We find Carillo to be distinguishable from the case at bar.  Whereas in Carillo the statements were made an hour after the argument had dissipated, here, the offense of resisting was continual.  During and subsequent to his arrest, Thomas committed several acts that were inextricably intertwined, as described above.  His statements in the hospital were part and parcel with his resisting and his attempts to escape, were indicative of his state of mind, and were uttered close in time to his last act of resistance and/or his last attempt to escape.

In conclusion, after reviewing the statements in context, we find that the statements were properly admitted as admissions or statements against interest, and we agree with the trial judge who concluded that the statements were against self-interest and “certainly show[ed] motivation, [and] intent on the part of the defendant.” § 90.803(18), Florida Statutes; State v. Elkin, 595 So.2d 119 (Fla. 3d DCA 1992); Delacruz v. State, 734 So. 2d 1116, 1122 (Fla. 1st DCA 1999).  We reject Thomas’ argument that the statements were inadmissible simple because they were uttered post-arrest.  We find no requirement in the Evidence Code or in case law that requires the State to show that the statements were uttered pre-arrest.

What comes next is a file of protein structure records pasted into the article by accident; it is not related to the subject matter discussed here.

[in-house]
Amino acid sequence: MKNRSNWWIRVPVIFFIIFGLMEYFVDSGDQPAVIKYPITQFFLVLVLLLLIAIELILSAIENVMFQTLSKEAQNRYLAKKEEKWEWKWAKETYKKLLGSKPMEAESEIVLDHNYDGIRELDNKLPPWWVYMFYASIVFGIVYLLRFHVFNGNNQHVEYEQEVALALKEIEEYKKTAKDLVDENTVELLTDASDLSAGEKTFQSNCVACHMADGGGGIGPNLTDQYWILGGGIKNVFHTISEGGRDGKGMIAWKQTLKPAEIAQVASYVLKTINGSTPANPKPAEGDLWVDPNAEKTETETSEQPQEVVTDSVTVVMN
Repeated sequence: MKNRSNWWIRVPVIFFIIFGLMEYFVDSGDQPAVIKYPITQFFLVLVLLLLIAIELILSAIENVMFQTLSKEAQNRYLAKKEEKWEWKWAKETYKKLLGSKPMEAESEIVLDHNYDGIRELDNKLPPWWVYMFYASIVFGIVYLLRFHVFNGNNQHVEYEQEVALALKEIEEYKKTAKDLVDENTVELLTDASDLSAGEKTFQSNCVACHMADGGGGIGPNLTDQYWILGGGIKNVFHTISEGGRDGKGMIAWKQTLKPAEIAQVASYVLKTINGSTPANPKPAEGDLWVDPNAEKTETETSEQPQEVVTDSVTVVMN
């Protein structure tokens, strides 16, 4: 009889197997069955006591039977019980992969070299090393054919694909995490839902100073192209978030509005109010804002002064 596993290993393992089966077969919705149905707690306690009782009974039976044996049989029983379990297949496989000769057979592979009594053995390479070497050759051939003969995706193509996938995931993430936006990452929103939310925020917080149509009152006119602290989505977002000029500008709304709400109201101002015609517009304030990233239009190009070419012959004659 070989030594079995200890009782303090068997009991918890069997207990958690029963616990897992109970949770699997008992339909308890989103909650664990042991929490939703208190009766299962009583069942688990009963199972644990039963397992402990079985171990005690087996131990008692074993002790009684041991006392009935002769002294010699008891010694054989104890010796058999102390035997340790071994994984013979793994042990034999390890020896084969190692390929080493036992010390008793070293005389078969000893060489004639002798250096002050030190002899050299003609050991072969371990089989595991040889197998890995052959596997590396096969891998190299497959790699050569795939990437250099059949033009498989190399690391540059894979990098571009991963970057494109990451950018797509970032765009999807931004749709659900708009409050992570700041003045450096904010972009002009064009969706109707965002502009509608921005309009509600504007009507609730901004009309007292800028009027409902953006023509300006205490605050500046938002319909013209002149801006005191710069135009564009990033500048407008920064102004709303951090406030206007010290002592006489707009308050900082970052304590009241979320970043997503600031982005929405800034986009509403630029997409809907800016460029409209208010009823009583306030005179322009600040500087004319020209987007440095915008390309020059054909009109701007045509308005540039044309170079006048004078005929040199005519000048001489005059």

Finally, even if the statements should not have been admitted, we would find their admission to be harmless error in light of the other evidence adduced at trial.  Gore v. State, 719 So. 2d 1197 (Fla. 1998) (holding that a harmless error test should be employed in deciding whether to reverse a conviction based on the improper admission of evidence); Steverson v. State, 695 So. 2d 687 (Fla. 1997) (same).


DONE AND ORDERED in Chambers, at Clearwater, Pinellas County, Florida this _______ day of June, 2003.



                                                                                    JOHN A. SCHAEFER, Circuit Judge





                                                                                    W. DOUGLAS BAIRD, Circuit Judge





                                                                                    NANCY MOATE LEY, Circuit Judge


cc:        Maribeth L. Wetzel, Assistant Public Defender

            Erin K. Barnett, Assistant State Attorney

            Staff Attorney/mec